The Bible also includes many comparisons between sins and sinners that show blatant inequality. For example, Paul says in 1 Timothy 5:8 “If anyone does not provide for his relatives, and especially for members of his household, he has denied the faith and is worse than an unbeliever.” and in 1 Corinthians 5:1-2 , you have a statement of inequality paired with a command to judge based on that difference: “It is actually reported that there is sexual immorality among you, and of a kind that is not tolerated even among pagans, for a man has his father’s wife. And you are arrogant! Ought you not rather to mourn? Let him who has done this be removed from among you.”

      As for rebuking, Jesus commands us to rebuke our brother when he sins in Luke 17:3, Paul commands Timothy to rebuke his congregants in both of his epistles (1 Tim 5:20, 2 Tim 4:2 ), lists rebuking as a requirement for an elder in Titus 1:9, and commands Titus to as well in 2:15.

      Most people get the errant idea that all sinners are equal from the statements that all have sinned and fallen short of the glory of God. So we are “equal” in the sense that apart from grace, we all fall into that same category of “sinner.” Nevertheless, that category is very broad, and the Bible denies equality both in terms of individual sins and in terms of punishment on the Last Day.

  2. Susanne says:

    Thank you for your clear and Scriptural reply. I appreciate your taking the time to give me such a thorough answer!

  3. Susanne says:

    One more thing…what I’ve heard used as “proof texts” for this idea is that Jesus said that a sin in the heart or thought is as bad as the actual deed…therefore there’s no distinction between sins. Any thoughts on that?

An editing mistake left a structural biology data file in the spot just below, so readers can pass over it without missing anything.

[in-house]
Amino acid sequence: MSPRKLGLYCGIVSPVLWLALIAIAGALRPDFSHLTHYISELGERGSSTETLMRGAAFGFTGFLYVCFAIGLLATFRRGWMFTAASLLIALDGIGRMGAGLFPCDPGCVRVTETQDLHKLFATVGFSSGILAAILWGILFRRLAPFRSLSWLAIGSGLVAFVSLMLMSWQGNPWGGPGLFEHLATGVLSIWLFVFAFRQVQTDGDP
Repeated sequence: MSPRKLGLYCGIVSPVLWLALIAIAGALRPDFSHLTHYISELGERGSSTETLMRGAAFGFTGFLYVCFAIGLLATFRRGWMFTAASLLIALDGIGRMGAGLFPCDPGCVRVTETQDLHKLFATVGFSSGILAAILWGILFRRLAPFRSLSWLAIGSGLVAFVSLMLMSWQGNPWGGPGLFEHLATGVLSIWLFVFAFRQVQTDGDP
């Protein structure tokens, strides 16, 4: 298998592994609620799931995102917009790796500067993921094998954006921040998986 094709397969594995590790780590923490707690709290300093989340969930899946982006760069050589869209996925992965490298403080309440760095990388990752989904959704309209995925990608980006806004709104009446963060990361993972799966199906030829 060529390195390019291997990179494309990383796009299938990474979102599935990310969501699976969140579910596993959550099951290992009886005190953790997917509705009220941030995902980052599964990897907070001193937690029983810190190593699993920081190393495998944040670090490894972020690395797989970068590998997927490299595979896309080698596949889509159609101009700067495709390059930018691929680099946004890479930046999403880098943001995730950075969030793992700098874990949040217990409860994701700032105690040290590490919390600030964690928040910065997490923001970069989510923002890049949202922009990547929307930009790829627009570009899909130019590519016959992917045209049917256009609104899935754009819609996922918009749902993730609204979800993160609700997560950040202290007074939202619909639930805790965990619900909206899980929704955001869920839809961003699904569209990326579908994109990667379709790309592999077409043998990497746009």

• Matt says:

      They’re probably referring to the Sermon on the Mount in which Jesus includes lust under the category of adultery and anger under the category of murder. Then he says that all four of those are damnable offenses.

      Jesus’ point there isn’t that lust is “just as bad as” adultery and so forth–as though there were no point to the self-control which is repeatedly commanded in the Bible and even listed as a fruit of the Spirit. The point is that sin isn’t just a matter of bad actions, but of having a sinful nature. As he says elsewhere, all manner of wickedness proceeds from man’s heart first and foremost. The ultimate solution to sin, therefore, isn’t just a matter of moral reform. It’s a matter of dying to that sinful nature (literally) and rising again in Christ (also literally).

      And so the Sermon on the Mount becomes a testimony against those (like the Pharisees) who thought they were saved just because they weren’t one of *those* people (murders, adulterers, prostitutes, tax collectors, etc). We all need Christ’s atoning death even if we haven’t committed any of the major overt sins because we still have sinful hearts. But it doesn’t follow that a lustful thought is just as bad as, say, what David did to Uriah.

      Put another way, say I’m dealing with my Internet provider. There’s a longstanding outage, they keep lying about getting it fixed, screwing it up, and repeatedly cheating me out of the service they agreed to provide–one that I need for my job. This goes on for weeks, and I’m so angry that I just want to go to their office and punch someone in the face. I don’t actually do it, of course, but what does it say about me that I’m the kind of person who really wants to do that? It says I’m a sinner. That’s absolutely something Christ died for and that I need to repent of. But I would have a lot *more* to repent of if I actually invaded someone’s office and attacked them *too*. That would have been much worse. And God is not so unjust that He cannot tell the difference on Judgment Day when He punishes those who have not received Christ by faith *according to their works.*

  4. Malcolm Smith says:

    I’m reminded of what William F. Buckley used to say: “I won’t insult your intelligence by accepting that you believe what you just said.”